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The emotional drain of teaching August 26, 2011

Posted by mareserinitatis in education, teaching.
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I have it from a good source (my husband) that I am hypersensitive to body language.  I can usually tell approximately how someone is feeling, but I can seldom figure out why (without asking directly) or what to do about it.  It’s horribly frustrating when someone is obviously not in the mood to talk with me because it leaves in an uncomfortable position: do I ask what’s wrong? do I want to know? does it have to do something with me?

I will sit there and analyze every snippet of conversation to see if I can figure out whether I am somehow related to the emotions I’m picking up, particularly if they are negative.  Over time, I’ve learned to just try to ignore the negativity and assume the person is having a bad day and may or may not have to do with me in particular.  (On the other hand, that’s not such a good tack to take if you’re dealing with someone who is passive aggressive and rather annoyed with you.)

When I stand in front of a classroom, this is at least an order of magnitude worse.  I have a set of 20 eyes staring at me, and each of them is conveying some emotion.  I think that, most of the time, it’s simply that they would rather be someplace else.  (I can’t blame them, having been in that position at one point.)  I try to deal with it by cracking jokes and making the students at least amused if not actively enjoying being in the classroom.  It’s very effective, I’ve found…although I’ve noticed there are a few students who think it’s somehow inappropriate for a teacher to let on that they have a sense of humor, especially a geeky one.

The tough ones, however, are those who, no matter what you do, really don’t want to be there and convey a feeling of hostility.  It doesn’t matter what you do to lighten the mood.  I’m not sure what to do about them other than to keep making eye contact (if they’ll even look at me) and smile.  But it’s kind of hard when you’ve been doing it all semester and start wishing they did have somewhere else they could be.

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Comments»

1. fargojones - August 26, 2011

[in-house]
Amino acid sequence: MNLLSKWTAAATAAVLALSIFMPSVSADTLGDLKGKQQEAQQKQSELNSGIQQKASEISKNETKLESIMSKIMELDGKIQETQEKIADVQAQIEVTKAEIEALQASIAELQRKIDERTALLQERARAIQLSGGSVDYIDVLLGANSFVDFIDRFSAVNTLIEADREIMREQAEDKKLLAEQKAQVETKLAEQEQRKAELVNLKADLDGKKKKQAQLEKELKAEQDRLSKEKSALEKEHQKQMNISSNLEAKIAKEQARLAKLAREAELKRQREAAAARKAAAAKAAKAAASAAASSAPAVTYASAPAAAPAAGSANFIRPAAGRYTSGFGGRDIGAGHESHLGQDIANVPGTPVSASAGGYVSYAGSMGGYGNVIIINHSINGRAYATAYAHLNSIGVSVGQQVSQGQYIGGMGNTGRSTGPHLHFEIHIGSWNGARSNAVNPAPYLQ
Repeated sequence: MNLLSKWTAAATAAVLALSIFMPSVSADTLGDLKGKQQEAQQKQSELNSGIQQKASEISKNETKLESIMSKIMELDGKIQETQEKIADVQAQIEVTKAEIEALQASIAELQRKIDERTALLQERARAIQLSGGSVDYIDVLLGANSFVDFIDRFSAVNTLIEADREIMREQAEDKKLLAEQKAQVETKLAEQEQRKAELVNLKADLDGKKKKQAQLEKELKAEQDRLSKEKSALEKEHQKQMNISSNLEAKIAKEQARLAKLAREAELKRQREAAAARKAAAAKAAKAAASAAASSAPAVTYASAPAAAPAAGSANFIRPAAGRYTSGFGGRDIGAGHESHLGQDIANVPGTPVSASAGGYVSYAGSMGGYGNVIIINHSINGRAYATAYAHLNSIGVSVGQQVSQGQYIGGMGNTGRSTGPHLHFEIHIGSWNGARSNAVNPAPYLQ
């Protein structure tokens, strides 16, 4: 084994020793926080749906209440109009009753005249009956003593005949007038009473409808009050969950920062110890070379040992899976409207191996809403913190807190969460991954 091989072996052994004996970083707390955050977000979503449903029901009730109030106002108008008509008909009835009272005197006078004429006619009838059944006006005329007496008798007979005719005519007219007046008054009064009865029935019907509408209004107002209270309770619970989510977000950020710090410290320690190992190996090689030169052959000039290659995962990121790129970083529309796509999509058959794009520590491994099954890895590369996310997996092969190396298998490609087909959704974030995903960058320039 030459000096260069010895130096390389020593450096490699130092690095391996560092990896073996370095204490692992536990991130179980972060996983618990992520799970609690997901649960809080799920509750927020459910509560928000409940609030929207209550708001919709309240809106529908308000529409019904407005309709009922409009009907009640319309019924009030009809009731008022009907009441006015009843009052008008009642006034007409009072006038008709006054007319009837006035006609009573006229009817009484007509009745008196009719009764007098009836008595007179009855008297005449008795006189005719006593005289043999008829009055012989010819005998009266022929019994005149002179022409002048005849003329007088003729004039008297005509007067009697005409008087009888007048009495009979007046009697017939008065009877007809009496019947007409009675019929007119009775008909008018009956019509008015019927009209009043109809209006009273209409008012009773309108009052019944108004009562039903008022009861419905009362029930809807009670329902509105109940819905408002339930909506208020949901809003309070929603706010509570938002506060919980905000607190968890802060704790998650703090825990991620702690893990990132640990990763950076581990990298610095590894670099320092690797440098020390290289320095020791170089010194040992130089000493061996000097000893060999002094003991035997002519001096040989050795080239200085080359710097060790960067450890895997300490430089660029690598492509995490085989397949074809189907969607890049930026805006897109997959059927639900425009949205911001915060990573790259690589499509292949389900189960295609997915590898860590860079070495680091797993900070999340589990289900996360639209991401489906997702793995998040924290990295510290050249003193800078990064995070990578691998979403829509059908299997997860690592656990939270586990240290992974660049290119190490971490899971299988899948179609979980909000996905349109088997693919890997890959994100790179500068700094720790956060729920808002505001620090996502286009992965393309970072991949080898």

I go through this with the fiance a bit. Hours after a completely pleasant conversation, she gets a look, and I know it, and I say “So are you going to make this negative now?” I think I need to tape her when she is being positive to play it back at that point.

Another point: How do you feel about students that are rather engaged in the classroom, discussions, and so on, but their work shows a complete lack of caring or effort.

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mareserinitatis - August 26, 2011

I try not to let that bother me. They will get out of it what they put into it, and if they aren’t motivated to get good grades, that doesn’t reflect on them as a person. (It does reflect on their ability to work toward a goal.) I’d rather have engaged students in class than crabby ones who submit all their work perfectly. In fact, some of those are the worst ones…especially if they’re the kind who blow up over every single point they lose on an assignment.

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2. GMP - August 27, 2011

I am exactly the same (hypersensitive to body language, forever obsessing why someone is grumpy, whether I have annoyed them).
I admire my husband who is blissfully oblivious to other people’s body language, does his thing and moves on. He saves a ton of energy that I dispense on pointless fretting. It’s hard. You just have to keep telling yourself that’s it’s probably not you, that the other person’s foul mood is likely unrelated to you. It’s definitely an acquired skill.

although I’ve noticed there are a few students who think it’s somehow inappropriate for a teacher to let on that they have a sense of humor, especially a geeky one.

You just have to own it. I have found that with more experience teaching and more confidence I get a better response and less grumpiness from students. I am as geeky as ever and they just respond better (my evals have been steadily rising and are quite high now). I think students sense insecurity and some tend to become mean as a result. If you are confident, you can get away with silly jokes, as well as being very strict and demanding, and being a woman. Just keep doing your thing!

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